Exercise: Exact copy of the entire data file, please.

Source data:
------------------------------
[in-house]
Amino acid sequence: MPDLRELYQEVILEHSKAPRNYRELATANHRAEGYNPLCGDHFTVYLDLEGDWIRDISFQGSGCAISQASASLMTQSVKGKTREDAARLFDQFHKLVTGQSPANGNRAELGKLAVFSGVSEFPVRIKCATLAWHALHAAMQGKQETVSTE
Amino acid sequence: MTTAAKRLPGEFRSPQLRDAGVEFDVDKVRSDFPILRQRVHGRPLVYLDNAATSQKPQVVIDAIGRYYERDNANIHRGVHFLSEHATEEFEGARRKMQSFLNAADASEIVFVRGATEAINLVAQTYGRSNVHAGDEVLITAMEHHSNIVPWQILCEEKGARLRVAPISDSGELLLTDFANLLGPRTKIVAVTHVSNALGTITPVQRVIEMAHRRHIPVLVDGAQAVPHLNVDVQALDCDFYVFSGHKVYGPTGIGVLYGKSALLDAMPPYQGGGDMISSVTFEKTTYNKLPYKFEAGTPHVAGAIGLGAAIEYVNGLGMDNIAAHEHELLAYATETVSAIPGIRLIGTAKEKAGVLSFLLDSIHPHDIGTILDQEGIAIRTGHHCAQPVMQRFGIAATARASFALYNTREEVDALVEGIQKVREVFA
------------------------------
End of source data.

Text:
[in-house]
Amino acid sequence: MPDLRELYQEVILEHSKAPRNYRELATANHRAEGYNPLCGDHFTVYLDLEGDWIRDISFQGSGCAISQASASLMTQSVKGKTREDAARLFDQFHKLVTGQSPANGNRAELGKLAVFSGVSEFPVRIKCATLAWHALHAAMQGKQETVSTE
Amino acid sequence: MTTAAKRLPGEFRSPQLRDAGVEFDVDKVRSDFPILRQRVHGRPLVYLDNAATSQKPQVVIDAIGRYYERDNANIHRGVHFLSEHATEEFEGARRKMQSFLNAADASEIVFVRGATEAINLVAQTYGRSNVHAGDEVLITAMEHHSNIVPWQILCEEKGARLRVAPISDSGELLLTDFANLLGPRTKIVAVTHVSNALGTITPVQRVIEMAHRRHIPVLVDGAQAVPHLNVDVQALDCDFYVFSGHKVYGPTGIGVLYGKSALLDAMPPYQGGGDMISSVTFEKTTYNKLPYKFEAGTPHVAGAIGLGAAIEYVNGLGMDNIAAHEHELLAYATETVSAIPGIRLIGTAKEKAGVLSFLLDSIHPHDIGTILDQEGIAIRTGHHCAQPVMQRFGIAATARASFALYNTREEVDALVEGIQKVREVFA